Stereophonics to release Pull The Pin
Over the last decade, Welsh Britpop outfit Stereophonics have churned out reliably stomping rockers with big-hearted choruses to the delight of their fervent U.K. fanbase. With the U.S. release of Stereophonics' sixth outing, Pull the Pin (out for nearly a year already abroad), frontman Kelly Jones and crew could change their foreign fortunes: Pull the Pin is jam-packed with the group's trademark grunge-y guitars, whiskey-soaked vocals, and arena-ready melodies sure to please soft-hearted Snow Patrol fans and pub-brawlin' Oasis obsessives alike.
Singer/songwriter/guitarist Kelly Jones and bassist Richard Jones (no relation) began writing music together in 1992 under the alias Tragic Love Company -- a combo-homage to influences Tragically Hip, Mother Love Bone, and Bad Company -- before changing their name to Stereophonics. The group signed to Richard Branson's now-defunct V2 Records in 1996, releasing their debut, Word Gets Around, the following year. Stereophonics released six commercially successful full-lengths through V2 before the label's collapse; currently, the band is comprised of Kelly and Richard Jones, Javier Weyler (drums/percussion), and touring member Adam Zindani (lead guitar).
Title: Pull The Pin
Release date: 10/8/07
Buy at: Amazon
Stereophonics originally considered calling themselves Blind Faith, until they learned that a little-known guitarist named Eric Clapton had previously been in a band with the same name.
'Decade In The Sun: The Best Of Stereophonics' release date November 10th, (Vox Populi/Fontana International) is a timely collection that brings together all the band's most memorable tracks. Available as single CD, deluxe double CD (set in hardback book) and DVD, 'Decade In The Sun' spans all six of the band's studio albums, five of which reached number one in the UK charts.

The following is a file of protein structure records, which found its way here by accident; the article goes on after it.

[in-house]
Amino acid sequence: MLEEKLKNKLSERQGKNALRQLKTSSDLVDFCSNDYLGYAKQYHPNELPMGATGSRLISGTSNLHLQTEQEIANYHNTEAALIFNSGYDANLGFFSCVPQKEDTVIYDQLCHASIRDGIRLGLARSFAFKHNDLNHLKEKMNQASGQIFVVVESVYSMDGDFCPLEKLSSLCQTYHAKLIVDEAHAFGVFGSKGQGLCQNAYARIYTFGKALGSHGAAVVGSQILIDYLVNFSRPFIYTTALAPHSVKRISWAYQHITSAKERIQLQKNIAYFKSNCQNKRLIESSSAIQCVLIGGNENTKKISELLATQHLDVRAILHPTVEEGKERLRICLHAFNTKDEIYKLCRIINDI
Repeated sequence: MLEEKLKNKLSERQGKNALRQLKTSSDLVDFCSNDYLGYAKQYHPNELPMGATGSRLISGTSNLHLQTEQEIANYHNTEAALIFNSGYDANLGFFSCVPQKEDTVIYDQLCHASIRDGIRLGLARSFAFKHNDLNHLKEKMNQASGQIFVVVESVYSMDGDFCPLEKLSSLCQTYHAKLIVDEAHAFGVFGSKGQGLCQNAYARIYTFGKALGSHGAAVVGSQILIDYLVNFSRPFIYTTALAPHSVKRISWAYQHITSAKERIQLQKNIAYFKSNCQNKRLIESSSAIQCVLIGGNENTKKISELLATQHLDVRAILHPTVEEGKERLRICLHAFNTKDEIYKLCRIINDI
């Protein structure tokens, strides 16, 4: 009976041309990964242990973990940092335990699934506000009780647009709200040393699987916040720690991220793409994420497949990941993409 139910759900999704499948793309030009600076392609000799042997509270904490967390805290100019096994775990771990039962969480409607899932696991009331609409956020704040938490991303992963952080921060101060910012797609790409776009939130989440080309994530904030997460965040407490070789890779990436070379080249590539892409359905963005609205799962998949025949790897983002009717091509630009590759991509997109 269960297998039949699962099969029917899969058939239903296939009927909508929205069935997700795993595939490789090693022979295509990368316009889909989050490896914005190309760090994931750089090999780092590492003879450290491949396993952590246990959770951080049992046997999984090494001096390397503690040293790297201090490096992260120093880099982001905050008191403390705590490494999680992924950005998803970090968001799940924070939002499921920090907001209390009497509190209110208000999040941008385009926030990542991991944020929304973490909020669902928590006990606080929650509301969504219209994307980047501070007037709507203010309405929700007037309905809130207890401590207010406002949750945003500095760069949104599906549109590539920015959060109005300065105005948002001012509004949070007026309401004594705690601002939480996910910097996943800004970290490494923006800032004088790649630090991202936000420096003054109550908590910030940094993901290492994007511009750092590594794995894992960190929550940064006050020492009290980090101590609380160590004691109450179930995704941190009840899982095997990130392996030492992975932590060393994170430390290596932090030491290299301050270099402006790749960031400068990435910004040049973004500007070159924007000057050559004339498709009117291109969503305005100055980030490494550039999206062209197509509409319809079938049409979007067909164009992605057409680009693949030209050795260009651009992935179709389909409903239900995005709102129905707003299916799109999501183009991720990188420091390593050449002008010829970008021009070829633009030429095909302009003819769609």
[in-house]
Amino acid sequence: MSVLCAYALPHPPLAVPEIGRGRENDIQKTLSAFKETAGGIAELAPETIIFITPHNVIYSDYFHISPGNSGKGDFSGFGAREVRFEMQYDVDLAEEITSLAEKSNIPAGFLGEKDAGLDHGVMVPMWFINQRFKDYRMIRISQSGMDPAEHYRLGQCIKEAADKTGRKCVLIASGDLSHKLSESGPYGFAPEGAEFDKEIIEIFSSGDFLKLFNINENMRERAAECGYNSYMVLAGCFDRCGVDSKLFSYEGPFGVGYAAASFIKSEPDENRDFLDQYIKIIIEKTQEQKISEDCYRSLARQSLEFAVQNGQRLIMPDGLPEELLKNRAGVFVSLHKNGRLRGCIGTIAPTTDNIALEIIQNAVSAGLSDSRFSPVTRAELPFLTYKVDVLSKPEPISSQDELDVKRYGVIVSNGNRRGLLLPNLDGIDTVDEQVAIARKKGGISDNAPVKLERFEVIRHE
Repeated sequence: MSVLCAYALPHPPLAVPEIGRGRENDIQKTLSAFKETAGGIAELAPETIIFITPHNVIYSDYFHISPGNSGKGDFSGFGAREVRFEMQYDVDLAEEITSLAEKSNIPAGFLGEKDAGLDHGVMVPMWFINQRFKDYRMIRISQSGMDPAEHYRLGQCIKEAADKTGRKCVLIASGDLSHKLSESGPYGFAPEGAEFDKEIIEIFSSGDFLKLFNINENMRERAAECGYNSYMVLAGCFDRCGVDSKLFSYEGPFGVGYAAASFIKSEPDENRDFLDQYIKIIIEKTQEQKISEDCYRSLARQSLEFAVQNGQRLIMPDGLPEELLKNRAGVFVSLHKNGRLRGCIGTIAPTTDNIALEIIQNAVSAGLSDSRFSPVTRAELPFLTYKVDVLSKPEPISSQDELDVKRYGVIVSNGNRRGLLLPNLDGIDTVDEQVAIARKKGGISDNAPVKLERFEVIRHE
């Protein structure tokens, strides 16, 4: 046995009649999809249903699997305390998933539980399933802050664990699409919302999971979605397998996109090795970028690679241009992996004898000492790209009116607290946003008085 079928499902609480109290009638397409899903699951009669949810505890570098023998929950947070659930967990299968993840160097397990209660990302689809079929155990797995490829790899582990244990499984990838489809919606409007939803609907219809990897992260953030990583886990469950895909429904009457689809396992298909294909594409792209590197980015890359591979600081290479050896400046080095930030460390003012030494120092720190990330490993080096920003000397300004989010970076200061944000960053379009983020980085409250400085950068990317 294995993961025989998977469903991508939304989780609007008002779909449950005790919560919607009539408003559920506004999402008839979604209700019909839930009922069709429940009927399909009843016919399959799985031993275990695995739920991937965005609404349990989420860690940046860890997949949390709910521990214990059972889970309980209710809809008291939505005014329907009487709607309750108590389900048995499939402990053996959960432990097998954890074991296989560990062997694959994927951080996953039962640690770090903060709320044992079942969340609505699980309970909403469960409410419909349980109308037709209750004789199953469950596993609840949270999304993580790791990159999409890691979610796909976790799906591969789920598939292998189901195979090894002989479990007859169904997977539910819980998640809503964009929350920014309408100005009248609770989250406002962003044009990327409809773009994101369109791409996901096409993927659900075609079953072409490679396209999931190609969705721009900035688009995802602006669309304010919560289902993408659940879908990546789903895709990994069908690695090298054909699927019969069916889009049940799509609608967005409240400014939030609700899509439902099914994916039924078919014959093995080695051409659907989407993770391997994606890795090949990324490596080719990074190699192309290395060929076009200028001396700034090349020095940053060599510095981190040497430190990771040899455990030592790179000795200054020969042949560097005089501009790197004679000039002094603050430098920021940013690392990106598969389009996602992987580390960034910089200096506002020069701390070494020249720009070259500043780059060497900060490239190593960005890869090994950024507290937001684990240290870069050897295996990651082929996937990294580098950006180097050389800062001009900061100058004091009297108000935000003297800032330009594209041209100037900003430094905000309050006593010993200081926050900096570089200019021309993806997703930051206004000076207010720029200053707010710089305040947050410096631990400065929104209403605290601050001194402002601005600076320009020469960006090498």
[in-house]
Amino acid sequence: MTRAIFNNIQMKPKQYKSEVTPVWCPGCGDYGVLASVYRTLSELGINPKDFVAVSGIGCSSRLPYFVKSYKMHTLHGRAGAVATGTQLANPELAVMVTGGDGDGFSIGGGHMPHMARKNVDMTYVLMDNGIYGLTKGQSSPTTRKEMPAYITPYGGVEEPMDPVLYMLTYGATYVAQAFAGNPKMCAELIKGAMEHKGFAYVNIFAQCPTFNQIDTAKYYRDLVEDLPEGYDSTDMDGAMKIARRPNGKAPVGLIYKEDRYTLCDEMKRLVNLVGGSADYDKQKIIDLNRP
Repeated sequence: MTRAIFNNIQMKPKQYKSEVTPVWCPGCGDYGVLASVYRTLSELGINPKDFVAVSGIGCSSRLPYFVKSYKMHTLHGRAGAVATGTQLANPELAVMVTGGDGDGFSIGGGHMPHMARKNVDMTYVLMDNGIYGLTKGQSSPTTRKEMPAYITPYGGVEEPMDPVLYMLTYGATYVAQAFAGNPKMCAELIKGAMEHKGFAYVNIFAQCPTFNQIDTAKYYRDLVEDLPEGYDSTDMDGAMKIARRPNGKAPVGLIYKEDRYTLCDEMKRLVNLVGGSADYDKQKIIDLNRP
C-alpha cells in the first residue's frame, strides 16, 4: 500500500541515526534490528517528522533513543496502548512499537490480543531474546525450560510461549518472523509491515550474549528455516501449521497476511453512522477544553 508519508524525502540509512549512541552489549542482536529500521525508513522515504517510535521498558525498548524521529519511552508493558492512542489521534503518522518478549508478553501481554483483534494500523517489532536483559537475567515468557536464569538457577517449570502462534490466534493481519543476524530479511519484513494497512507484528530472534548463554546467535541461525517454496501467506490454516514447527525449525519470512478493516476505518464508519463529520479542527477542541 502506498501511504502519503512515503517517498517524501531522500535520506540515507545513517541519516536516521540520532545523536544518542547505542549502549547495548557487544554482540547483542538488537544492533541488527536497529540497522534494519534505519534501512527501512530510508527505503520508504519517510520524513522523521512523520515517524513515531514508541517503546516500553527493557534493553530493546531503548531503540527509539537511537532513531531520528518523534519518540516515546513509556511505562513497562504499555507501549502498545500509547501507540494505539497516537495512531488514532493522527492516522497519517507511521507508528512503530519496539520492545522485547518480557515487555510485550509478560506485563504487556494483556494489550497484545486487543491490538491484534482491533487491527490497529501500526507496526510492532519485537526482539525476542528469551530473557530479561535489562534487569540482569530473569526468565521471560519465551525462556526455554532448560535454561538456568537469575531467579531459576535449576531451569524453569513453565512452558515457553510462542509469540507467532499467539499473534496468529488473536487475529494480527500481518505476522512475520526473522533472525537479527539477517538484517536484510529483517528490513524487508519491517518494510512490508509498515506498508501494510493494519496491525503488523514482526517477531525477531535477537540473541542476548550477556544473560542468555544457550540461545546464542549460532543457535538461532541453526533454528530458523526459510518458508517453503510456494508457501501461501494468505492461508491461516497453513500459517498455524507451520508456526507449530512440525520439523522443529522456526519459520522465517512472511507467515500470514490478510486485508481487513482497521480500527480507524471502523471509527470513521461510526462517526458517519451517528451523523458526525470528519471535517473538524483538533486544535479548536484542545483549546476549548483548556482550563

In addition to the twenty tracks featured on the single CD version, the deluxe double CD set includes additional Stereophonics singles, fan favourites and rarities, while the DVD version includes all Stereophonics videos and exclusive bonus footage!
The single, "My Own Worst Enemy" impacts Alternative on October 28th.
Kelly Jones is a changed man. And it shows in his personal demeanour, and in the music he has been making with Stereophonics. “Part of me doesn’t really give a shit anymore,” he confesses. “The stage I am at now is very close to how I was at 21. I’ve learned how to deal with the ups and downs of being in a band, people liking you, people not liking you, how you look on a magazine cover, how everyone else thinks you should behave, all that is not in my head anymore, it’s gone.”
In eight tumultuous years between 1997 and 2005, the Welsh three piece released five albums, scored twenty Top 20 hits, racked up multi-million sales, and toured relentlessly on an exhausting schedule. Something had to give. “I took time out in 2006 to deal with an illness in the family,” says Kelly. “I was at the point in my life where I needed to break the cycle of album-tour-album-tour, ‘cause it wasn’t creative, it wasn’t refreshing, it wasn’t anything. When you’re constantly moving, you don’t have time to look down, so you don’t know what you’re doing really. Focussing on something other than yourself for a bit naturally makes you think about what is really important. And time is precious.”
The Stereophonics come back single, ‘It Means Nothing’, was inspired by terrorist attacks in London but clearly taps into Kelly’s own feelings of reconnecting with core values. “You take people for granted every day until something goes wrong. Funerals might be the only time you talk to your family all year. You give a shit about what trainers you wear to work, all the material shit, but you don’t really pay much attention to the person you love who walks out the door, and it means fuck all really without that one person.”